Bladder Stone study

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Lynx
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Post   » Wed Jan 11, 2012 9:22 pm


I use the USDA database but for the percentage, I think you need dry weight comparisons. It's more complicated to calculate but more reasonable.

I did comparisons based on calories in the chart because that is what feeds our guinea pigs and keeps them going.

gl/chart.html

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AldenM1
Supporter in '16

Post   » Thu Feb 09, 2012 11:09 am


Okay, I have a question, because I'm really confused.

When I look at that veggie chart, which is so helpfully sortable, do I want to be aiming for veggies that are low in calcium TOTAL? or lower in the Ca:P ratio? I figured they'd be the same and they're really not. And I'm now in possession of some yummy-looking (and popular) Swiss chard that is low on the latter and astronomical on the former.

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Lynx
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Post   » Thu Feb 09, 2012 8:09 pm


I don't really know the answer to your question but would aim for overall lower calcium. You can still feed favorite or otherwise rich foods in moderation. I put a color code in to help people visualize how other nutrients stack up per calorie you are feeding.

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AldenM1
Supporter in '16

Post   » Mon Feb 20, 2012 10:00 am


For future reference, Dr. Ahearn's response to the above question was "both."

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Lynx
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Post   » Mon Feb 20, 2012 10:05 am


You would look for closer to "optimal" Ca:P ratio and overall lower calcium then, right?

Grains would have a very low Ca:P ratio and are low in calcium but not very good for the gut, for example.

Nibblenlick

Post   » Sun Aug 26, 2012 3:40 pm


Hi, I've been using this site for reference purposes for a few years now but never registered.
However, my boar 'Treacle' who I got as a piggie with 'problems' from a rescue centre only a few months ago was diagnosed with stones four days ago after a steady decline in appetite over three days.

He had both running lice and a URI when I brought him home and after a round of Baytril and Ivomec was becoming a happy little lad up until the eating decline.

The stones were removed, which I have from the vet in a sterile container, unfortunately though - after a very, very brave fight poor sickly little chap lost the fight despite all the stops being pulled out.

Thank you for putting the link to the stone study up, this came on very suddenly with only the slightest sign of 'rump' tenderness when having cuddles, no real 'symptoms' such as blood in the urine or the like.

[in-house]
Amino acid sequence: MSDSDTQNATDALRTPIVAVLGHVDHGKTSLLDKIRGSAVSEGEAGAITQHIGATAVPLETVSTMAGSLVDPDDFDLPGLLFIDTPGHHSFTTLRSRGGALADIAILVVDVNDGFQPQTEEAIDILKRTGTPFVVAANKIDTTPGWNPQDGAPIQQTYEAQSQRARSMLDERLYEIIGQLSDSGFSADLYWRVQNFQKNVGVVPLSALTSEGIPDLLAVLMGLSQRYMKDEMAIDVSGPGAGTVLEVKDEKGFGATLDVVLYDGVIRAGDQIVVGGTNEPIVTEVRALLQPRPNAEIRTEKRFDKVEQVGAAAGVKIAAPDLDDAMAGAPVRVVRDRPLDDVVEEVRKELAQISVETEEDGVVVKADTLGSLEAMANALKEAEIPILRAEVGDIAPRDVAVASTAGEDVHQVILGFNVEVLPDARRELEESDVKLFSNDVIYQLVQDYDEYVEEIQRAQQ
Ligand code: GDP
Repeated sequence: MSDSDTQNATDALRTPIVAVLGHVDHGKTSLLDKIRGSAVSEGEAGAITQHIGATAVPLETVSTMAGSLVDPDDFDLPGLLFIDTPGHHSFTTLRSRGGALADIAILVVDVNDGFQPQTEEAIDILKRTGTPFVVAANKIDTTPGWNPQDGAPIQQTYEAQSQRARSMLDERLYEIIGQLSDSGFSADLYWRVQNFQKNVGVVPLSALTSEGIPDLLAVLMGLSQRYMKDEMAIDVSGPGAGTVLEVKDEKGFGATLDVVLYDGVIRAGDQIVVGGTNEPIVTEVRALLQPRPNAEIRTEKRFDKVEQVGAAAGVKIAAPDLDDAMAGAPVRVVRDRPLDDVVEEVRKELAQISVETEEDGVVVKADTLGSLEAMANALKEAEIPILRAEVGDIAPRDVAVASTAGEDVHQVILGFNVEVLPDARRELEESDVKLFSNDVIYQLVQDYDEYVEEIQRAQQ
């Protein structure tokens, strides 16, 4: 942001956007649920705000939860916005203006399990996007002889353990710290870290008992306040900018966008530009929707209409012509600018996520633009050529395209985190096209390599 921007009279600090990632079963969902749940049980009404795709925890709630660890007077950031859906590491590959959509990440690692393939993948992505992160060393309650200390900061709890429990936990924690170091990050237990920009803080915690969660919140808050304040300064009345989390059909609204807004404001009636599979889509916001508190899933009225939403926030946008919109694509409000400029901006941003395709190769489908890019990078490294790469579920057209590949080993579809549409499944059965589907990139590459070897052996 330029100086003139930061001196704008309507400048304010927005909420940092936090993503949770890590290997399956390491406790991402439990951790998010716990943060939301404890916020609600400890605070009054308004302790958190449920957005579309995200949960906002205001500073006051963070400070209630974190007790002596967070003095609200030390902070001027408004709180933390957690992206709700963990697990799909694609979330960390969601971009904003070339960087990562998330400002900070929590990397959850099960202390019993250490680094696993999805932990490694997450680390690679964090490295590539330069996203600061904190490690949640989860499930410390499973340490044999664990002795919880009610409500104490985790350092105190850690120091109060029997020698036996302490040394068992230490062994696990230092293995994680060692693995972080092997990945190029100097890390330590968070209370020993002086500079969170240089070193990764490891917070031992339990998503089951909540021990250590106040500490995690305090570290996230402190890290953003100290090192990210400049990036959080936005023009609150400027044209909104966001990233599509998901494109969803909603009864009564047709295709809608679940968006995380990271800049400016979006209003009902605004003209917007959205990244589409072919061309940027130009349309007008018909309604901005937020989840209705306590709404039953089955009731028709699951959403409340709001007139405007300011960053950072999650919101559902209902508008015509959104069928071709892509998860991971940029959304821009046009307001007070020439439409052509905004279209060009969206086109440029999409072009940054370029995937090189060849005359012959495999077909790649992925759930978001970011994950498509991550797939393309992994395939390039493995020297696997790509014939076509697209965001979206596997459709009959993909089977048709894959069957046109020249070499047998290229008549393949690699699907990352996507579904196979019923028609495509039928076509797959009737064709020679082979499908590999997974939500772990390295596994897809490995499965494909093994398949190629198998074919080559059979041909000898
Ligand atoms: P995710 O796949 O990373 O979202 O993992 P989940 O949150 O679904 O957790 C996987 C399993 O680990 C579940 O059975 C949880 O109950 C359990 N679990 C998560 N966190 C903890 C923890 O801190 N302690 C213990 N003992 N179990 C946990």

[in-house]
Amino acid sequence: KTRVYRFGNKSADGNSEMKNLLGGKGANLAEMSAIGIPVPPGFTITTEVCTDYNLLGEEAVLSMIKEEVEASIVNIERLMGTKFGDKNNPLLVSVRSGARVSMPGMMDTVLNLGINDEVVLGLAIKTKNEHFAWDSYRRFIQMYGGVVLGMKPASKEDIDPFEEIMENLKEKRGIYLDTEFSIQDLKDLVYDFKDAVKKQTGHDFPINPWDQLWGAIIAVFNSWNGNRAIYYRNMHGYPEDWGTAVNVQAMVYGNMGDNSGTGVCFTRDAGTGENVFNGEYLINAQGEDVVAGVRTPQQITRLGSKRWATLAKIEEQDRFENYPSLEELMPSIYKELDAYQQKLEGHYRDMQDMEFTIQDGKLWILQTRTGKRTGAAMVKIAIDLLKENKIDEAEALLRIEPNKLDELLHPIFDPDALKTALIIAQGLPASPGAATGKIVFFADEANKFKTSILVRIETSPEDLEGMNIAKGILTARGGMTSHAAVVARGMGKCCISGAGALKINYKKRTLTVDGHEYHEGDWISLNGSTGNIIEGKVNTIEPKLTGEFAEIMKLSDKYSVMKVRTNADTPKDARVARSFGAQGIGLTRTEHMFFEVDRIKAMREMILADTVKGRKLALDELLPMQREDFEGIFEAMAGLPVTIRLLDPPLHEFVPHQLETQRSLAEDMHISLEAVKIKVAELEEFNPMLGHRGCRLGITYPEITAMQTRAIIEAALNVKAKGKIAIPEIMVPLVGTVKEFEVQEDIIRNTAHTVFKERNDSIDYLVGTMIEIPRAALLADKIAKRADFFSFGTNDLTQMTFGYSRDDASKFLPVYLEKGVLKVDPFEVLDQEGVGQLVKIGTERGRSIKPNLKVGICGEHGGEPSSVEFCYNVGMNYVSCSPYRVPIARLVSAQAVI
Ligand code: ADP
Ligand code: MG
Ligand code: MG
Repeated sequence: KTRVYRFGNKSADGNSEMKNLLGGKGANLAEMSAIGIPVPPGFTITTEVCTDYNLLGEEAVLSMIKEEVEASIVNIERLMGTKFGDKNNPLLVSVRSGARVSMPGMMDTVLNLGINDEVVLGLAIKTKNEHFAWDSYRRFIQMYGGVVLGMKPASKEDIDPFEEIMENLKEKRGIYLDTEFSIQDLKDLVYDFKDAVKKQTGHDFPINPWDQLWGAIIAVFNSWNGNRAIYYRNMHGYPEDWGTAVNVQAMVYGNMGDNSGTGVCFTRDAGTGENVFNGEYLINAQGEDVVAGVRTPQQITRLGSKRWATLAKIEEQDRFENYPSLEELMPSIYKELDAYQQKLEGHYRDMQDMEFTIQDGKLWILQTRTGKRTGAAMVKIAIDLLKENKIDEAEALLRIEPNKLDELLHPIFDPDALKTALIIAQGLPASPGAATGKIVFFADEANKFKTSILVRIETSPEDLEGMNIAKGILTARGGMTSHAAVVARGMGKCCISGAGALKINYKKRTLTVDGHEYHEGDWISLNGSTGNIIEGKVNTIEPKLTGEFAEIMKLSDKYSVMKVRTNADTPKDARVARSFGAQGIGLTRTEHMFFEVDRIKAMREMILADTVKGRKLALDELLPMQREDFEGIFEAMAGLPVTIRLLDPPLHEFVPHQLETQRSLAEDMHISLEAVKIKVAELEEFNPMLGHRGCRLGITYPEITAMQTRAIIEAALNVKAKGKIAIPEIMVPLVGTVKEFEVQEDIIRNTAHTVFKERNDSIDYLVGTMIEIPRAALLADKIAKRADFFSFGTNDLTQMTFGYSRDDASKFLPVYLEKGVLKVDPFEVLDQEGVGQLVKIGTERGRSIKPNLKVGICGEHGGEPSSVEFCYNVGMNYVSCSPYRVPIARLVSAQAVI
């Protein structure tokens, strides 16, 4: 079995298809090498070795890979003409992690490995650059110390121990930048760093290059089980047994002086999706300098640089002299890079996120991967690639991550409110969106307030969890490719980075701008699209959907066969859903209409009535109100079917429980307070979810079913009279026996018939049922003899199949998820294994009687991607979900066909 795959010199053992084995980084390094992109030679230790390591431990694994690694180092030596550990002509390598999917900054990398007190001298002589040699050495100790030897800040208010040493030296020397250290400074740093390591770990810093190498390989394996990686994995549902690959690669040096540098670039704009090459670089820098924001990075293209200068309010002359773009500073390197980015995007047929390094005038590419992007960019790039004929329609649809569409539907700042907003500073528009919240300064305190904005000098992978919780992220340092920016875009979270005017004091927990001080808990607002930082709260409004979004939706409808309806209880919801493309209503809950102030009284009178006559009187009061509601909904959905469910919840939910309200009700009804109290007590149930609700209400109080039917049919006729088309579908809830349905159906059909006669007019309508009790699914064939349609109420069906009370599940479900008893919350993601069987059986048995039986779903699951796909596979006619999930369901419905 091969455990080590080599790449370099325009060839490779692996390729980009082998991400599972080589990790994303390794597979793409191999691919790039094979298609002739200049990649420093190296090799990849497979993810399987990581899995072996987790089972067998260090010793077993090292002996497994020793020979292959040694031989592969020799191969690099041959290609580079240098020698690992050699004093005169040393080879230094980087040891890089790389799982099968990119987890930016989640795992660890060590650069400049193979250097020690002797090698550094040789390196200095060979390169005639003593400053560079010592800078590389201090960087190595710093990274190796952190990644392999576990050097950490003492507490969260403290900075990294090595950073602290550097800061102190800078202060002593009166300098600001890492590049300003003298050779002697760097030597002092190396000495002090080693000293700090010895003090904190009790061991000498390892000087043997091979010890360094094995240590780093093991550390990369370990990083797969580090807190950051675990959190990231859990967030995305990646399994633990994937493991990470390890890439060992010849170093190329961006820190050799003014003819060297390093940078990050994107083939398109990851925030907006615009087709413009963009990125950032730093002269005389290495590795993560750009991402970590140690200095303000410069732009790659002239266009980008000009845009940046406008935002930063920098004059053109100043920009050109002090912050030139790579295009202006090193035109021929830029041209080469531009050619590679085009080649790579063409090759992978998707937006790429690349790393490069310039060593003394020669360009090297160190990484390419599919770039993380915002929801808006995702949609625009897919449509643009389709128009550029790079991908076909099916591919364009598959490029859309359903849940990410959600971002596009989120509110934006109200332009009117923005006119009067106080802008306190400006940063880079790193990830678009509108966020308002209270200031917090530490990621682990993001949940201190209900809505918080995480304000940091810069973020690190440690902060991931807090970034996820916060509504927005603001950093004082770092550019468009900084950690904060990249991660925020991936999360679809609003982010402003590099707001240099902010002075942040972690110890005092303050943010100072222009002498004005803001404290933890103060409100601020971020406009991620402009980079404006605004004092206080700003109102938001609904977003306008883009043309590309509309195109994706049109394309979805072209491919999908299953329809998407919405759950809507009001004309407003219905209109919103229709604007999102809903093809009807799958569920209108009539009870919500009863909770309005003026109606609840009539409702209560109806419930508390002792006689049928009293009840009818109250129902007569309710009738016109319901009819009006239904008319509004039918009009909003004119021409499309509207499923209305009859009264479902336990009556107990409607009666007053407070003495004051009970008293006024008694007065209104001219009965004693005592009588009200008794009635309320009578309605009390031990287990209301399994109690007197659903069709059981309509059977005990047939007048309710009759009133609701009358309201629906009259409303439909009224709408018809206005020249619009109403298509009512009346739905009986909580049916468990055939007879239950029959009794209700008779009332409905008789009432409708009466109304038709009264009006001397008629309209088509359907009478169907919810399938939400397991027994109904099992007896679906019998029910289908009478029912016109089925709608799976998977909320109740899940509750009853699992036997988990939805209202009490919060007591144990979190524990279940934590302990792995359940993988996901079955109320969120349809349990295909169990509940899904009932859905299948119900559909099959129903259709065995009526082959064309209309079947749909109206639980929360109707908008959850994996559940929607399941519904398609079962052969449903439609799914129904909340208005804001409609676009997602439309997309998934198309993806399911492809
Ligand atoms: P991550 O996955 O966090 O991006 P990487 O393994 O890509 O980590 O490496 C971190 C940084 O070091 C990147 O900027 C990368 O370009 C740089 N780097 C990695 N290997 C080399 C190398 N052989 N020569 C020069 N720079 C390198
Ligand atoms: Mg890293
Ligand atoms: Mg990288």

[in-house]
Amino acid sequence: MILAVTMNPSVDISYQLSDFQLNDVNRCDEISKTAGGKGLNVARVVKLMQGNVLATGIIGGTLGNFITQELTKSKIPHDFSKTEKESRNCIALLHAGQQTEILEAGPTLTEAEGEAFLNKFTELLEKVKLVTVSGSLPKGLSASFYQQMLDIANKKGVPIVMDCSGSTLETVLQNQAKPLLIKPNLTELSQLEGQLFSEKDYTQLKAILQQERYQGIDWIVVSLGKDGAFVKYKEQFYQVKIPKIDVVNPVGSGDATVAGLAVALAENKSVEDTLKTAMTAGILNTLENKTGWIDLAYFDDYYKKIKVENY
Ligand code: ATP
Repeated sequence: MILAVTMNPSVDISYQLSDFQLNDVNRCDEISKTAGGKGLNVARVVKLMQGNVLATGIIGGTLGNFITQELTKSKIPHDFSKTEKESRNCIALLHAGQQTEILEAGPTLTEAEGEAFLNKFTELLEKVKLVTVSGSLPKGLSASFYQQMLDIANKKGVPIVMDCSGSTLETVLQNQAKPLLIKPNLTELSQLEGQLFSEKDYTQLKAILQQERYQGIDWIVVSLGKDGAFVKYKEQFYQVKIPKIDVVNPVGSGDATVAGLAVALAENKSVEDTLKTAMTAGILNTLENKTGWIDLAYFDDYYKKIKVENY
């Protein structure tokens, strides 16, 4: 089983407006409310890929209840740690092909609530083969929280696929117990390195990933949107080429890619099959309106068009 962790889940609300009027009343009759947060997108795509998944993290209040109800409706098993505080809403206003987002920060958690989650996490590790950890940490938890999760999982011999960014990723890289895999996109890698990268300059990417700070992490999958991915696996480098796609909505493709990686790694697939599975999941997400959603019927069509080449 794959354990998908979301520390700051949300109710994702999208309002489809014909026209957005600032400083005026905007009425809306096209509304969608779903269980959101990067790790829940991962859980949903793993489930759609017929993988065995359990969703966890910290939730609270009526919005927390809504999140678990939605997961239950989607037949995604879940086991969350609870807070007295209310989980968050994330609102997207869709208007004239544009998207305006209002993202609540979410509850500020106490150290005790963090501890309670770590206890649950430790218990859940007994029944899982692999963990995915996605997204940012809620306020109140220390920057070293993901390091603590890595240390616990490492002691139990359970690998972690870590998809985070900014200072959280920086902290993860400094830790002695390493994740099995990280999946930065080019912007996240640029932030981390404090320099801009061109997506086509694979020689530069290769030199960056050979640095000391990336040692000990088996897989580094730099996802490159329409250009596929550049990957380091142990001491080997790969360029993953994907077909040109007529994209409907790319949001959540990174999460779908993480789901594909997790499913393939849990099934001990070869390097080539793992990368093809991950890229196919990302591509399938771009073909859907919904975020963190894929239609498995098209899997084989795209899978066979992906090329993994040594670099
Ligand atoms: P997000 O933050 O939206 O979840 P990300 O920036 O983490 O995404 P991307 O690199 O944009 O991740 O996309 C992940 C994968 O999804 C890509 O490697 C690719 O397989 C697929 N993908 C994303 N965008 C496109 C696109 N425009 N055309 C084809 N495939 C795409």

Poor little Treacle , with evidence of a previous bumblefoot and missing an ear from a scrap with something he obviously came off worse with, hope I gave you a happy home, if only for a short while.

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Lynx
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Post   » Sun Aug 26, 2012 10:05 pm


I am so very sorry you lost him, Nibble'n'lick. It sounds like you absolutely did right by Treacle. He was lucky to have found you. Yes, sometimes there seem to be almost no signs and a guinea pig can have stones.

guineasgalore

Post   » Tue Aug 06, 2013 6:26 am


I have had many bladder stone probs with my piggys over the years after long research thr main cause is too much calcium I foumd the cause to be oxbow timothy pellets. I stopped these and all my problems have gone aaay.. well all.my piggys problems

nelly_2

Post   » Wed Oct 23, 2013 5:12 am


Nice!

Morning_shadow

Post   » Thu Oct 24, 2013 11:08 am


@guineasgalore I agree. These pellets seem to be very good, but still high in calcium. I find any store brand pellet to be a big problem. Not only for stones but many have seeds which are bad for them.
I have posted in another post the current diet I give my piggies. I think the best thing to do is to not give too much variety in the veggies given daily. And please cavy lovers highly reduce the timothy hay pellets.

If I try to email these pellet brand companies.. do you think they will listen? What about those alfalfa and yogurt treats.. These things are so unnecesary.

Morning_shadow

Post   » Thu Oct 24, 2013 1:29 pm


I have called Kaytee brand and have told them that their pellets are high in calcium.. and I had previously used their brand for some time.. any beginner would have since it is in most stores. I told them to please check the calcium content because it is higher than Oxbow and KMS.. That the calcium is the main reason for these stones..
Not only that but also spoke about the alfalfa and how most beginners would not really know the difference between the hays and make this mistake.
I don't know if others here have tried speaking to them? I doubt my calling would make a difference.. but I think if more of us would call these big manufacturers maybe someday they can make changes to their products and bladder stones could be reduced.

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